5 December 2019 (closed)
USD/IDR (14,037) -57.00 -0.40%
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The wide current account deficit of Indonesia is expected to have eased in the third quarter of 2014. According to information from the country’s central bank, the current account deficit narrowed to 3.1 percent of gross domestic product (GDP) in Q3-2014 from 4.27 percent of GDP in the previous quarter. A deficit below the level of 3 percent of GDP is generally regarded as a sustainable level. The improvement in Q3-2014 is mainly due to resumed mineral exports after the government and several miners managed to finalize renegotiations.
Giant copper miners Freeport Indonesia and Newmont Nusa Tenggara have been able to resume copper concentrate exports after renegotiating their contracts. Earlier this year, in January 2014, Indonesia banned exports of mineral ore - part of the 2009 Mining Law - in an effort to support the development of domestic processing facilities. However, the government has given some room for the continuation of mineral ore exports (under certain conditions, which includes the development of smelters) up to 2017. Being a major supplier of raw commodities, the new Mining Law impacted negatively on Indonesia’s export performance, thus leading to extra pressures on the trade balance. However, after several miners have finalized renegotiations with the government, the country’s export performance will improve in the second half of 2014.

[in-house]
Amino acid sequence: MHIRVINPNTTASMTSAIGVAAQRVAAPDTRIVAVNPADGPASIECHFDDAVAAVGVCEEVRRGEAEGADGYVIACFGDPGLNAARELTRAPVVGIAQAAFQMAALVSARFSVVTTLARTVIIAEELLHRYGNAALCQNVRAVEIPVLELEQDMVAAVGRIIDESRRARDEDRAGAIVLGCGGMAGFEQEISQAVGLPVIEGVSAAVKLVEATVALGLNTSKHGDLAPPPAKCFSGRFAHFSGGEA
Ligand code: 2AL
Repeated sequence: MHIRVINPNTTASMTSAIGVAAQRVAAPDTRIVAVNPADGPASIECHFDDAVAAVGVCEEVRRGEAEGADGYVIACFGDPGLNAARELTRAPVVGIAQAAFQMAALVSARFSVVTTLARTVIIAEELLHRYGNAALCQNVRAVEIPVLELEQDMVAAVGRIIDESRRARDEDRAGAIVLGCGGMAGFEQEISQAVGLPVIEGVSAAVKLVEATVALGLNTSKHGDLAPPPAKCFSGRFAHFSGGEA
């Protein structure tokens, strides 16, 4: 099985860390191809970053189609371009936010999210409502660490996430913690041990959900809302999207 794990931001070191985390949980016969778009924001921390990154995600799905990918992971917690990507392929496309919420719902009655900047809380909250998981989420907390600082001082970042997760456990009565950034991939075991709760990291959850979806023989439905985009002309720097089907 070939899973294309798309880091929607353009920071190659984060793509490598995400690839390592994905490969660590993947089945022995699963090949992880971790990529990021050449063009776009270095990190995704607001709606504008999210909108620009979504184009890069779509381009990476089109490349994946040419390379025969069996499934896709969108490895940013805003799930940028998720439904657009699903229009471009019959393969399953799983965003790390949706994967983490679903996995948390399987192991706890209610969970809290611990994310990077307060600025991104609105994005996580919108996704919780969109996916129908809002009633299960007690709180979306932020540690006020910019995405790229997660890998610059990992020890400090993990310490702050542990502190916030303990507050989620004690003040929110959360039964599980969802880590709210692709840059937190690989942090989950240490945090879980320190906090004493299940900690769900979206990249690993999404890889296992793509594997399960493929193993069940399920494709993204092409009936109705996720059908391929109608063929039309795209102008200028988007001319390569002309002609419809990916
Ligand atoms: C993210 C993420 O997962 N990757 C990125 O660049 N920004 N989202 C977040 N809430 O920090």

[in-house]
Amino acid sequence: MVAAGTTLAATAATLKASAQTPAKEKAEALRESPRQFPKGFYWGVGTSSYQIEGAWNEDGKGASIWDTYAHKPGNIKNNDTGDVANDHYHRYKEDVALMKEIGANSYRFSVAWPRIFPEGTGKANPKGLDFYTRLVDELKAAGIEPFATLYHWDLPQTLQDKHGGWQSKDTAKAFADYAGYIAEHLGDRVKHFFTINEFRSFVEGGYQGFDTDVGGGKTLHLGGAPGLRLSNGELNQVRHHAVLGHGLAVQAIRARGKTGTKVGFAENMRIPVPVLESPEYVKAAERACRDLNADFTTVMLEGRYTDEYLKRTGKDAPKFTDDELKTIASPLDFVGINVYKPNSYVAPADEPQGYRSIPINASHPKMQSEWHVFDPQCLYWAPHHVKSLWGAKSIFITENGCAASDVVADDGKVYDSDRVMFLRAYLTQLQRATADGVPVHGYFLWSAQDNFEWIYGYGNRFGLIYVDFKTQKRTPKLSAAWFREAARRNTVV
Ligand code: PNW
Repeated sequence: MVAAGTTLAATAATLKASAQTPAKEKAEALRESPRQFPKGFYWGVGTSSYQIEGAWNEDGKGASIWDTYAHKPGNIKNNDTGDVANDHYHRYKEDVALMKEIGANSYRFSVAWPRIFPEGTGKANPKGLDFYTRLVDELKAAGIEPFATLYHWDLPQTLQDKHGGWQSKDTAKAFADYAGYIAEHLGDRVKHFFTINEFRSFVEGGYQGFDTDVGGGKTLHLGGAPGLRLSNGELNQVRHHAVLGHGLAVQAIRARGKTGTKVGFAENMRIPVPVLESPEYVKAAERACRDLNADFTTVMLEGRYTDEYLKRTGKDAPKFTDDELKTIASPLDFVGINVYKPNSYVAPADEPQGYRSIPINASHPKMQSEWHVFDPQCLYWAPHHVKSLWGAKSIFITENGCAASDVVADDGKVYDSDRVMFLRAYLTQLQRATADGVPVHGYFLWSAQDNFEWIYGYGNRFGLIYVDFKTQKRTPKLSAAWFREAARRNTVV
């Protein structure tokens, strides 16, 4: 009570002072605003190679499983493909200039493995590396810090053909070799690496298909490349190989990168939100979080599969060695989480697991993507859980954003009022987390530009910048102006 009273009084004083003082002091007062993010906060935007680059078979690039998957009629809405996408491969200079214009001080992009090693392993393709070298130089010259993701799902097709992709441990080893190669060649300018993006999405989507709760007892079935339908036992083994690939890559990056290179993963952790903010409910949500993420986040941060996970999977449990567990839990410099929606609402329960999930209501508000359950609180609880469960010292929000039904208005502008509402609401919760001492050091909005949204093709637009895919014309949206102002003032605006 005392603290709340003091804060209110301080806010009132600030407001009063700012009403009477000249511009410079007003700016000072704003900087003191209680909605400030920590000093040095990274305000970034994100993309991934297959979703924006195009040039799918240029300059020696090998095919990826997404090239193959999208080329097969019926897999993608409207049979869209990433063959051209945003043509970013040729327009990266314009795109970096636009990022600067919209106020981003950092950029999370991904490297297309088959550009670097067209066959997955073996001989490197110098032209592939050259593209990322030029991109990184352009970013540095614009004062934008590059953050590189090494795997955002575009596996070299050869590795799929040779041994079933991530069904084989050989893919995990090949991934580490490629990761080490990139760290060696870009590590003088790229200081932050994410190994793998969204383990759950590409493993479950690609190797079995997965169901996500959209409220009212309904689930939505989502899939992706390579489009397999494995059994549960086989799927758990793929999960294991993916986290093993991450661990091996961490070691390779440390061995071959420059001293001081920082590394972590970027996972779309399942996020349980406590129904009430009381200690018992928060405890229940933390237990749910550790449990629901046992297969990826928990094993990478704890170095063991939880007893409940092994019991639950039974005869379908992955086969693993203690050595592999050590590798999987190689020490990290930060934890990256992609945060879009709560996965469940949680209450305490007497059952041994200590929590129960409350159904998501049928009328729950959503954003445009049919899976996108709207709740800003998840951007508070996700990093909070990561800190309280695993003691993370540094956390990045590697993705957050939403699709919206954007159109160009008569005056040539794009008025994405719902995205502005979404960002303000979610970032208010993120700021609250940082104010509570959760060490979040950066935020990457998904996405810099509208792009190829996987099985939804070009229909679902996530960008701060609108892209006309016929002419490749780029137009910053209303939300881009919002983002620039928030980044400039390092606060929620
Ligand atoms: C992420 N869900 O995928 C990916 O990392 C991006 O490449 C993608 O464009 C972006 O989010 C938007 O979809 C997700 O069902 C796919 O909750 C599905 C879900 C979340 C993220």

Bank Indonesia Governor Agus Martowardojo commented on the current account deficit saying that the deficit has improved in the third quarter. In November the central bank will release official data about the Q3-2014 deficit.
Current Account Balance Indonesia (in USD million):
In the second quarter of 2013, Indonesia’s current account deficit reached a record high at USD $10.1 billion. One year later, the deficit eased to USD $9.1 billion despite weak coal and crude palm oil prices as well as reduced mineral ore exports. According to Martowardojo that is a good sign. The deficit is expected to improve further after the new government has raised prices of subsidized fuels before the year-end. Costly oil imports (to meet domestic fuel demand) is the primary reason for the deficit. President Joko Widodo is expected to raise subsidized fuel prices by about IDR 3,000 per liter (a 50 percent price hike) in November.
The wide current account deficit makes Indonesia vulnerable to capital outflows in times of global shocks (for example the looming US interest rate hike).